The topic of international finance is of increasing interest in international relations, especially in our twenty-first century globalizing world. This collection provides information and perspectives on international finance of the past, present and future. It explores the financial shocks and crises from World War Two onwards and the institutions that were created in response to them. This volume addresses the critical questions in the field of international finance by assembling the central scholarship that has defined the area. It answers the key questions and contributes to the ongoing debates in the field of international finance and international political economy more generally. It is a must-read for economists, political scientists, scholars and policymakers alike.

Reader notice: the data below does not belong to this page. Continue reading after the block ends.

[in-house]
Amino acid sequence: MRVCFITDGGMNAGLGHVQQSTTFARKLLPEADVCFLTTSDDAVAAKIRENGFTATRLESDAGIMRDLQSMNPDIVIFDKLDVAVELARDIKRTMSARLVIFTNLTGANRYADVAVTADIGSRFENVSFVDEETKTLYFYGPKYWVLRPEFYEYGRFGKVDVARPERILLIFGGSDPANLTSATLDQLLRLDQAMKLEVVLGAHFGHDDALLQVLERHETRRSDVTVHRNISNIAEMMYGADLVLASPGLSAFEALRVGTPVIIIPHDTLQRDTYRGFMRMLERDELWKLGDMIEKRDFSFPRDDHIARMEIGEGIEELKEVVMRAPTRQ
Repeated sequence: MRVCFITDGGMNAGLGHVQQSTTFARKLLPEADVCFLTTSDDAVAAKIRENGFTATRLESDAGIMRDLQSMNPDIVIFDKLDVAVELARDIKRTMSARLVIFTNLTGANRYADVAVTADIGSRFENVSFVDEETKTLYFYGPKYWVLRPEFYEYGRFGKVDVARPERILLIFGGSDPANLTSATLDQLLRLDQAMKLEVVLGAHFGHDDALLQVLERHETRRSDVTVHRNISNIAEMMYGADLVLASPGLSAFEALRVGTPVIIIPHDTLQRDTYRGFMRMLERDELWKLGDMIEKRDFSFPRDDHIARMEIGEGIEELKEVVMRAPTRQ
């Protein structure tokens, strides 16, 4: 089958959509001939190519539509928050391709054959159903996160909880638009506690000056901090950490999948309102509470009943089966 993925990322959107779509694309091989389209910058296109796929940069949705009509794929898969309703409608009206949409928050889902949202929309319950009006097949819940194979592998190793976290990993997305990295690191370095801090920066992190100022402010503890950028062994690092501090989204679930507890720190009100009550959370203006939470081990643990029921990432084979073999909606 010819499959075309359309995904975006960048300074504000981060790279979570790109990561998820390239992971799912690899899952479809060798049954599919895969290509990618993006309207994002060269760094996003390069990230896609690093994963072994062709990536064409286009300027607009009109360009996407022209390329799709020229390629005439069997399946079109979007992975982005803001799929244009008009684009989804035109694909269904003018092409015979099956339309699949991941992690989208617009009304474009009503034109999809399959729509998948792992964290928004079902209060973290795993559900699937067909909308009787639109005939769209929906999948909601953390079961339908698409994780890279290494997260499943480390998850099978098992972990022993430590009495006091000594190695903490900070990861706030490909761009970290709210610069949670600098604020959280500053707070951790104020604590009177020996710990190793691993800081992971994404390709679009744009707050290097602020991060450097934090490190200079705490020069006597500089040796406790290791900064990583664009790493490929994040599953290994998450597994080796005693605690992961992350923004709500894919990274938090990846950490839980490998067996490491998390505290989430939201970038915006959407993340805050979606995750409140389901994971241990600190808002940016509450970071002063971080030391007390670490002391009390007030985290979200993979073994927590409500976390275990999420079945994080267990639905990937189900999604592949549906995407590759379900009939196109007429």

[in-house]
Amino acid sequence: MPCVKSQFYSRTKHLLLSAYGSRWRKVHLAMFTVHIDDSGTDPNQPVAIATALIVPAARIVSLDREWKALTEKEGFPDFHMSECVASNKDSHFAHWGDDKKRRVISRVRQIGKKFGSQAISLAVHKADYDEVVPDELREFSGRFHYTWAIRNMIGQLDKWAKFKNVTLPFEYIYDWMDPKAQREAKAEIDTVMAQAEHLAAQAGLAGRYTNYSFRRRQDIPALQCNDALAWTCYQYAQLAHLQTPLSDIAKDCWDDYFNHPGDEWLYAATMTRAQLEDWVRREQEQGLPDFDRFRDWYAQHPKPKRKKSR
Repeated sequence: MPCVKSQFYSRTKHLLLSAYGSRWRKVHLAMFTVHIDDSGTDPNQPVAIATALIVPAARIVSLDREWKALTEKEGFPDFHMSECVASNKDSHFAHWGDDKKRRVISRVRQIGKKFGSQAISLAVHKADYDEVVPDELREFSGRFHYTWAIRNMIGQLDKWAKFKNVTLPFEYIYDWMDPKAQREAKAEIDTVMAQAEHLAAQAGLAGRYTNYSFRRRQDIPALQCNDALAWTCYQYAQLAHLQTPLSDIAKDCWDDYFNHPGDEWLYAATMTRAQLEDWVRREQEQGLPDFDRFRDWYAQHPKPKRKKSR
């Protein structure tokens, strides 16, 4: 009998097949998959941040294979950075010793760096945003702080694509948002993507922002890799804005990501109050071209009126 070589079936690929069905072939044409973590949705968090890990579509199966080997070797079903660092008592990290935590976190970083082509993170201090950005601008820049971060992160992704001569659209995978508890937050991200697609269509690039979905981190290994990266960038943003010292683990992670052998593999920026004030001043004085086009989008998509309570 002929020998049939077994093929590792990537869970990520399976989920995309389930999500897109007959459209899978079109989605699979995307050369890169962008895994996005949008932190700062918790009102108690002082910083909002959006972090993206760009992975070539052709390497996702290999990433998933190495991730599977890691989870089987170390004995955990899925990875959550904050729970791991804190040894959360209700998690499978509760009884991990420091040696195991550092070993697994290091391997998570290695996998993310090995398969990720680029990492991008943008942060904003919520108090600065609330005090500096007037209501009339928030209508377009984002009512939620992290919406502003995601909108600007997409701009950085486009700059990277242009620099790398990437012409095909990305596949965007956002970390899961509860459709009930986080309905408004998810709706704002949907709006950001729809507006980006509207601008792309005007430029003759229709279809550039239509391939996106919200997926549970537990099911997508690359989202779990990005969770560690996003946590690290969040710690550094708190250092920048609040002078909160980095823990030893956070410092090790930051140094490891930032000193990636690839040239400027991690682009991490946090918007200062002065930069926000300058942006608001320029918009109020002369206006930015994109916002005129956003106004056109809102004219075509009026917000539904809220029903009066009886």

Contents: Introduction; Part I The Evolution of the Field: The politics of international currencies, Susan Strange; Political economy aspects of international monetary reform, Harry G. Johnson; Prolegomena to the choice of an international monetary system, Richard N. Cooper; Historical research on international lending and debt, Barry Eichengreen; Phoenix risen: the resurrection of global finance, Benjamin J. Cohen; The political economy of international monetary relations, J. Lawrence Broz and Jeffry A. Frieden. Part II International Financial Institutions: The legalization of international monetary affairs, Beth A. Simmons; The Asian crisis, the high debt model vs the Wall Street-Treasury-IMF complex, Robert Wade and Frank Veneroso; International institutions for reducing global financial instability, Kenneth Rogoff; The democratic deficit in the institutional arrangements for regulating global finance, Tony Porter. Part III Financial Globalization and State Autonomy: The obsolescence of capital controls?: Economic management in an age of global markets, John B. Goodman and Louis W. Pauly; Capital mobility and state autonomy: toward a structural theory of international monetary relations, David M. Andrews; The dynamics of financial globalization: technology, market structure, and policy response, Philip Cerny; Capital mobility, state autonomy and political legitimacy, Louis W. Pauly. Part IV Policymaking and Policy Co-Ordination: International economic structures, government interests, and international coordination of macroeconomic adjustment policies, Michael C. Webb; Between power and purpose: central bankers and the politics of regulatory convergence, Ethan Barnaby Kapstein; Invested interests: the politics of national economic policies in a world of global finance, Jeffry A. Frieden; Democratic institutions and exchange-rate commitments, William Bernhard and David Leblang. Part V The Political Economy of Monetary Integration: The launching of the EMS: an analysis of change in foreign economic policy, Jonathan Story; Choosing union: monetary politics and Maastricht, Wayne Sandholtz; European governance and the new constitutionalism: economic and monetary union and alternatives to disciplinary neo-liberalism in Europe, Stephen Gill; Name index.